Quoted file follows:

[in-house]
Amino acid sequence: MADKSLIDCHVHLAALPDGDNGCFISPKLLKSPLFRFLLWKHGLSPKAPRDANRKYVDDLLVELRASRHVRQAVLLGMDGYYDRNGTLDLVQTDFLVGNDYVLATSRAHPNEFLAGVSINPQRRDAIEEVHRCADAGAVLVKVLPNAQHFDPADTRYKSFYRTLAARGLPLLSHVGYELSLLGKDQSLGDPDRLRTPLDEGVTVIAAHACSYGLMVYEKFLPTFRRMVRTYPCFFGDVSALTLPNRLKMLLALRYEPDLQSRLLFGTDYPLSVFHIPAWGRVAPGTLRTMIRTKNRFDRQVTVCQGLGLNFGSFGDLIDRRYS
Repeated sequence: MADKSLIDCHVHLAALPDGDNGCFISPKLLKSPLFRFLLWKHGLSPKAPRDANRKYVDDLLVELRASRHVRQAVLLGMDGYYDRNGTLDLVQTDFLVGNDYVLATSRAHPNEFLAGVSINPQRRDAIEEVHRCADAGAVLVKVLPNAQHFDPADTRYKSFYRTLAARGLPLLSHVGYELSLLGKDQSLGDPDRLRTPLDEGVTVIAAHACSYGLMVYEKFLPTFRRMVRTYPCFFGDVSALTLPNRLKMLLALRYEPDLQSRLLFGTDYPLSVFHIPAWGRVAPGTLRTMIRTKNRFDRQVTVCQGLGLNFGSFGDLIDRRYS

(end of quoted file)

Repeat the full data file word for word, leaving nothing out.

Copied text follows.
[in-house]
Amino acid sequence: MADKSLIDCHVHLAALPDGDNGCFISPKLLKSPLFRFLLWKHGLSPKAPRDANRKYVDDLLVELRASRHVRQAVLLGMDGYYDRNGTLDLVQTDFLVGNDYVLATSRAHPNEFLAGVSINPQRRDAIEEVHRCADAGAVLVKVLPNAQHFDPADTRYKSFYRTLAARGLPLLSHVGYELSLLGKDQSLGDPDRLRTPLDEGVTVIAAHACSYGLMVYEKFLPTFRRMVRTYPCFFGDVSALTLPNRLKMLLALRYEPDLQSRLLFGTDYPLSVFHIPAWGRVAPGTLRTMIRTKNRFDRQVTVCQGLGLNFGSFGDLIDRRYS
Repeated sequence: MADKSLIDCHVHLAALPDGDNGCFISPKLLKSPLFRFLLWKHGLSPKAPRDANRKYVDDLLVELRASRHVRQAVLLGMDGYYDRNGTLDLVQTDFLVGNDYVLATSRAHPNEFLAGVSINPQRRDAIEEVHRCADAGAVLVKVLPNAQHFDPADTRYKSFYRTLAARGLPLLSHVGYELSLLGKDQSLGDPDRLRTPLDEGVTVIAAHACSYGLMVYEKFLPTFRRMVRTYPCFFGDVSALTLPNRLKMLLALRYEPDLQSRLLFGTDYPLSVFHIPAWGRVAPGTLRTMIRTKNRFDRQVTVCQGLGLNFGSFGDLIDRRYS